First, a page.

Sam Miller at Baseball Prospectus website has logged how many times Vin Scully has told the same story abut Giants catcher Buster Posey in the last four years. The most recurring anecdote has come up eleven times. Some others as many as nine or ten. There are actually quite a few repeats, but en masse just a heck of a lot of material you don't get from most announcers. And that's just one young player, on just one of the Dodgers' opposing teams.
Scully's notes should go to the Baseball Hall of Fame when he's done with them, if not to the Smithsonian. Writes Miller:
Vin Scully’s factoids might seem, oh, repetitive and occasionally arbitrary, but they are actually a very important part of humanity’s future. There will come a day when all the paper dissolves, and there will come a day when Stuxnet erases all of our digital documentation, but there will never come a day when Vin Scully isn’t talking about baseball players. He is the only indestructible repository of historical information that mankind has ever created, and he is our only hope of remembering that Rich Aurilia once worked as a stagehand at the Metropolitan Opera.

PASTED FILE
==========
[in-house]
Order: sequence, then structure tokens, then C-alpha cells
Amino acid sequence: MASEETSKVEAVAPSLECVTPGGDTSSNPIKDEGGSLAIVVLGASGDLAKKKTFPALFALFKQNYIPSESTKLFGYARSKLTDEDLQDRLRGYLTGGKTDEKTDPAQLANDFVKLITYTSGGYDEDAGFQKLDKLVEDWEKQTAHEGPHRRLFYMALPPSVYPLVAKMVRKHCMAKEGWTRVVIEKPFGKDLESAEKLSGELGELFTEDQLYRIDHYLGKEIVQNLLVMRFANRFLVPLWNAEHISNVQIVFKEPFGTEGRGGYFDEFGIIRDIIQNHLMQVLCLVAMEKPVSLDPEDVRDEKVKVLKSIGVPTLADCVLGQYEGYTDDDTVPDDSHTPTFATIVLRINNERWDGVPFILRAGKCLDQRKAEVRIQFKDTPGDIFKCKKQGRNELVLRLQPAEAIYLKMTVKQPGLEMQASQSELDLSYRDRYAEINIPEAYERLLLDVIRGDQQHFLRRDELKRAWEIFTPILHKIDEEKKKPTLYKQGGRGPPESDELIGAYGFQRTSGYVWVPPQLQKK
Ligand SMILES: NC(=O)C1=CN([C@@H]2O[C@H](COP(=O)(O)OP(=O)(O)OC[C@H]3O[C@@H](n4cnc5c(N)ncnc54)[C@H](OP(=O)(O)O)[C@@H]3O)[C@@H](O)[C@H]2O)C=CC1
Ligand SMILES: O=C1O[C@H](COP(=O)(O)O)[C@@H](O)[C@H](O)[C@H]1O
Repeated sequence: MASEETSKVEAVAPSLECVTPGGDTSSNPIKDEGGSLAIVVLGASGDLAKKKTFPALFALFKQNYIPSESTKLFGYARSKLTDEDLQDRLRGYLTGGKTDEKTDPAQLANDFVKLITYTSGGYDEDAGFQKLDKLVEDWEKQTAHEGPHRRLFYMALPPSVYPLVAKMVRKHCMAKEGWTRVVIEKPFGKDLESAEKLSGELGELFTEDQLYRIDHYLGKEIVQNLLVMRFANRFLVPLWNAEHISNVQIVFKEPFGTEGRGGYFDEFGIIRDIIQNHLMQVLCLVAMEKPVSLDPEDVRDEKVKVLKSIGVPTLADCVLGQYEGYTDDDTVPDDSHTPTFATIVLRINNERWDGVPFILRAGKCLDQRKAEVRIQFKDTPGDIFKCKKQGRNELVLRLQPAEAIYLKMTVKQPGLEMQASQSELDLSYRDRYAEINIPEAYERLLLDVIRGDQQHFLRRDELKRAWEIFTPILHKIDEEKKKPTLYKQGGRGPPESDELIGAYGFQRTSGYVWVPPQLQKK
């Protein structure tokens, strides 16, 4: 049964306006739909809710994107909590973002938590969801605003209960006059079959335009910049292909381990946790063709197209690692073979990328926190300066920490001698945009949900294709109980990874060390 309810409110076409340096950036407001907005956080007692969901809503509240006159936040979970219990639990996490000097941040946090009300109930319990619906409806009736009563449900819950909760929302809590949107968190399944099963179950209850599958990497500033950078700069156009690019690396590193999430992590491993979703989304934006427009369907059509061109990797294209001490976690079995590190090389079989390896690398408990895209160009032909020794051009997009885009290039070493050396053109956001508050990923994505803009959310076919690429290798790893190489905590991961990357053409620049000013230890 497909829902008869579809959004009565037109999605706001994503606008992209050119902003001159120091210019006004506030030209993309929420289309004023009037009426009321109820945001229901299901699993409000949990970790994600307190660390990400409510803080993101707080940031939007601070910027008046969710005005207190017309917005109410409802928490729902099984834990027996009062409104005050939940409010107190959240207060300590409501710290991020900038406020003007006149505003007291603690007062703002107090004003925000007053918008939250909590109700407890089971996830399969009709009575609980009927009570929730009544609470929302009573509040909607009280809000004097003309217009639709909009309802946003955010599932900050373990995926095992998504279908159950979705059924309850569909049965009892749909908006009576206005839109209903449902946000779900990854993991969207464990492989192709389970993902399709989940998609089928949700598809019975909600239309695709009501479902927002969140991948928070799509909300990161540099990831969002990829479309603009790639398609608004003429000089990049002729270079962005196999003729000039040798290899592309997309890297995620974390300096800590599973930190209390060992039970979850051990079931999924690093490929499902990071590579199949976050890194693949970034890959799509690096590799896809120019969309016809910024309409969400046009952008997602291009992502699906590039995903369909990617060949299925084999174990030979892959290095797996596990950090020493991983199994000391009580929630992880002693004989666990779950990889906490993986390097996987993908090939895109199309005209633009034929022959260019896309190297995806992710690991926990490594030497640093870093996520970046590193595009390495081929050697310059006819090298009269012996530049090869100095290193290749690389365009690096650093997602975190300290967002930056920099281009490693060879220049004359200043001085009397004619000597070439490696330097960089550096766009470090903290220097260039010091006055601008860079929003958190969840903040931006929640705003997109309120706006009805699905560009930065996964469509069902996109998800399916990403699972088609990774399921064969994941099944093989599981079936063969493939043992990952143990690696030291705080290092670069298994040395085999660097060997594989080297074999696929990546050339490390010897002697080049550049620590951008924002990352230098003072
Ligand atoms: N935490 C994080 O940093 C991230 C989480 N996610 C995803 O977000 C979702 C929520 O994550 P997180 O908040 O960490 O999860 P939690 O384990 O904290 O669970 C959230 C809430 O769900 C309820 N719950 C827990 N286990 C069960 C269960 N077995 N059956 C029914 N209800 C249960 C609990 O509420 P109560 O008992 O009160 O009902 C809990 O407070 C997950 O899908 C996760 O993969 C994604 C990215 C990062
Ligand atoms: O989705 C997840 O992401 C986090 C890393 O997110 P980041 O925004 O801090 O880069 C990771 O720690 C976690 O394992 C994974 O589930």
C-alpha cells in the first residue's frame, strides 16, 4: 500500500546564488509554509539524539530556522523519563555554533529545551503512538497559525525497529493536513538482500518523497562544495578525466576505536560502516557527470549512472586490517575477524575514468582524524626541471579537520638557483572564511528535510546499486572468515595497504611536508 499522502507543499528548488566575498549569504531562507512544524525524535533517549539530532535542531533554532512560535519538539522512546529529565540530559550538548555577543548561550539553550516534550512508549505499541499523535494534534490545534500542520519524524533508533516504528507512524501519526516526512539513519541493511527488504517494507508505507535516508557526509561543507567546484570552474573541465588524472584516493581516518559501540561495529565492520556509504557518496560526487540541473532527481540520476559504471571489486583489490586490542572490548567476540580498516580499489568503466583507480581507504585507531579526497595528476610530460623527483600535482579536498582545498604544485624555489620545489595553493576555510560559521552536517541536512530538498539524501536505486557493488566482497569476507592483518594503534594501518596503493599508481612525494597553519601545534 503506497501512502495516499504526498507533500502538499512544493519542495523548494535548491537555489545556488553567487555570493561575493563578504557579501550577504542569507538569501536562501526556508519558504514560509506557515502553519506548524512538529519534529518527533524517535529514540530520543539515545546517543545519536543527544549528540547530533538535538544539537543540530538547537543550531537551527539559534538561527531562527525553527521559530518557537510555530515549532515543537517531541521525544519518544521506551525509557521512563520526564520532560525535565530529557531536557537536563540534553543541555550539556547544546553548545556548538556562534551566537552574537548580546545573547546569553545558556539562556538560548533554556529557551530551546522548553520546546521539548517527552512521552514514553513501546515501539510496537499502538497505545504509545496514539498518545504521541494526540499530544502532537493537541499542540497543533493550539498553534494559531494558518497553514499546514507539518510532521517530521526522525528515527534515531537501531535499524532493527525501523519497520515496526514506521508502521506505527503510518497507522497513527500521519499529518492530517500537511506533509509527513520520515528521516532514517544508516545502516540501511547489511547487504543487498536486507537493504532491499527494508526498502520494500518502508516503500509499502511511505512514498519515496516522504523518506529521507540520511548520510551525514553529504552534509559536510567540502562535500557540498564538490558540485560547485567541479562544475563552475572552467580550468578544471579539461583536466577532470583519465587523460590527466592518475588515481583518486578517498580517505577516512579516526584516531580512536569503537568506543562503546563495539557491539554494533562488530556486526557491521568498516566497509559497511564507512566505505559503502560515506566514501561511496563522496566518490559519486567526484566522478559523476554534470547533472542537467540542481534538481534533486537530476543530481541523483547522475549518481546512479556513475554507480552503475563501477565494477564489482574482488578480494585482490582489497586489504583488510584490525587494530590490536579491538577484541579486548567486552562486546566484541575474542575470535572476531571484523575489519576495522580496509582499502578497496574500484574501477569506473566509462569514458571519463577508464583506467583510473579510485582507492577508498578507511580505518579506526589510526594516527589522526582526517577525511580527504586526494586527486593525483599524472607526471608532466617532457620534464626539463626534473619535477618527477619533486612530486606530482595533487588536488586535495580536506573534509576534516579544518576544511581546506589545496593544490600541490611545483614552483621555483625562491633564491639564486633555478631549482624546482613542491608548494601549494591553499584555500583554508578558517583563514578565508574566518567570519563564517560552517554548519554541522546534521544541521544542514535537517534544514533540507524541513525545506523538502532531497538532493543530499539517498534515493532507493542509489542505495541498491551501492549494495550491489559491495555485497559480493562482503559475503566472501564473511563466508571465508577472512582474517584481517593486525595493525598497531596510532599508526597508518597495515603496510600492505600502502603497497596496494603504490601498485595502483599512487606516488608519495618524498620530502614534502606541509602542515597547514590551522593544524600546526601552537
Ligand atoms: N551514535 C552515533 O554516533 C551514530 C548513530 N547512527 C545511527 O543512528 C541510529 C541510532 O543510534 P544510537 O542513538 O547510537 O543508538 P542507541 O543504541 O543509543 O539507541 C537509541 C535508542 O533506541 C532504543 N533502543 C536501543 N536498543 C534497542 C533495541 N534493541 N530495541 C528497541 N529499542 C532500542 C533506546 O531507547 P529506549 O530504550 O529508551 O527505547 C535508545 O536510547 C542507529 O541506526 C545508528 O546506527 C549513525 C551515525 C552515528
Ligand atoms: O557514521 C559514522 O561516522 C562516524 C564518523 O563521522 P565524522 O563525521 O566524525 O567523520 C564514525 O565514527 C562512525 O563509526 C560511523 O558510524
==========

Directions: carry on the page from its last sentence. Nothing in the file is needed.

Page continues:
A critic might accuse Scully of repeating factoids too often, but Scully knows that not everybody listens to every game, and not everybody who does remembers every fact; the frequency of a factoid’s appearance certainly corresponds to its importance in the story. A critic might also suggest that the facts skew toward uniqueness, rather than significance. This is true, but this is also important. There are too many baseball players and too many baseball games. Nothing is significant. Each player is merely a single skin cell, easily scraped away and regenerated with no impact. All we have in baseball to keep us alive is the unique.
Related note: Dodgers blogger Robero Baly, of Vin Scully is my Homeboy, is hospitalized for treatment of a lung infection. He's been there before. Tommy Lasorda tweeted good wishes.